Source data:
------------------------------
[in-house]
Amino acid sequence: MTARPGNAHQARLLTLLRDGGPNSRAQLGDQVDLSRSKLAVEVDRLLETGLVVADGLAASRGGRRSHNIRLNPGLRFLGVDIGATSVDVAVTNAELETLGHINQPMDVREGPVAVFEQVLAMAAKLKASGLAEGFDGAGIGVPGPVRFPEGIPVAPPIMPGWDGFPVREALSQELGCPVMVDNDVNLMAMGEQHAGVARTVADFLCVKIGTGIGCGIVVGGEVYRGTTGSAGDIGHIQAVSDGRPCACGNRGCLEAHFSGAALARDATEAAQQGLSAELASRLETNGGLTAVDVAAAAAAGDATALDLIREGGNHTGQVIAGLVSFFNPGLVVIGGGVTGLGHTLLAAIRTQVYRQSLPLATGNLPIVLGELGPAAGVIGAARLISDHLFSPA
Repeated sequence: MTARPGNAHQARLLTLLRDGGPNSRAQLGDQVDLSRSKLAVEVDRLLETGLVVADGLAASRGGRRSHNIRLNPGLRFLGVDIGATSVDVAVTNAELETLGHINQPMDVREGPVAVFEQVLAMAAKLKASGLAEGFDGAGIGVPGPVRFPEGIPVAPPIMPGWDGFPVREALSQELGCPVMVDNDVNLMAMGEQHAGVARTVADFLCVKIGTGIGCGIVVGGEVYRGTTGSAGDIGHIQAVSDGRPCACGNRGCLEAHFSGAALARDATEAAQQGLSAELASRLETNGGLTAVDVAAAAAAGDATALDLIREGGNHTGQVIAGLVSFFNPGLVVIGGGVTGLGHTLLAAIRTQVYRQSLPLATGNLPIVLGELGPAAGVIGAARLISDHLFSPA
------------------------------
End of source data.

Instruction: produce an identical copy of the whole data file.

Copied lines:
[in-house]
Amino acid sequence: MTARPGNAHQARLLTLLRDGGPNSRAQLGDQVDLSRSKLAVEVDRLLETGLVVADGLAASRGGRRSHNIRLNPGLRFLGVDIGATSVDVAVTNAELETLGHINQPMDVREGPVAVFEQVLAMAAKLKASGLAEGFDGAGIGVPGPVRFPEGIPVAPPIMPGWDGFPVREALSQELGCPVMVDNDVNLMAMGEQHAGVARTVADFLCVKIGTGIGCGIVVGGEVYRGTTGSAGDIGHIQAVSDGRPCACGNRGCLEAHFSGAALARDATEAAQQGLSAELASRLETNGGLTAVDVAAAAAAGDATALDLIREGGNHTGQVIAGLVSFFNPGLVVIGGGVTGLGHTLLAAIRTQVYRQSLPLATGNLPIVLGELGPAAGVIGAARLISDHLFSPA
Repeated sequence: MTARPGNAHQARLLTLLRDGGPNSRAQLGDQVDLSRSKLAVEVDRLLETGLVVADGLAASRGGRRSHNIRLNPGLRFLGVDIGATSVDVAVTNAELETLGHINQPMDVREGPVAVFEQVLAMAAKLKASGLAEGFDGAGIGVPGPVRFPEGIPVAPPIMPGWDGFPVREALSQELGCPVMVDNDVNLMAMGEQHAGVARTVADFLCVKIGTGIGCGIVVGGEVYRGTTGSAGDIGHIQAVSDGRPCACGNRGCLEAHFSGAALARDATEAAQQGLSAELASRLETNGGLTAVDVAAAAAAGDATALDLIREGGNHTGQVIAGLVSFFNPGLVVIGGGVTGLGHTLLAAIRTQVYRQSLPLATGNLPIVLGELGPAAGVIGAARLISDHLFSPA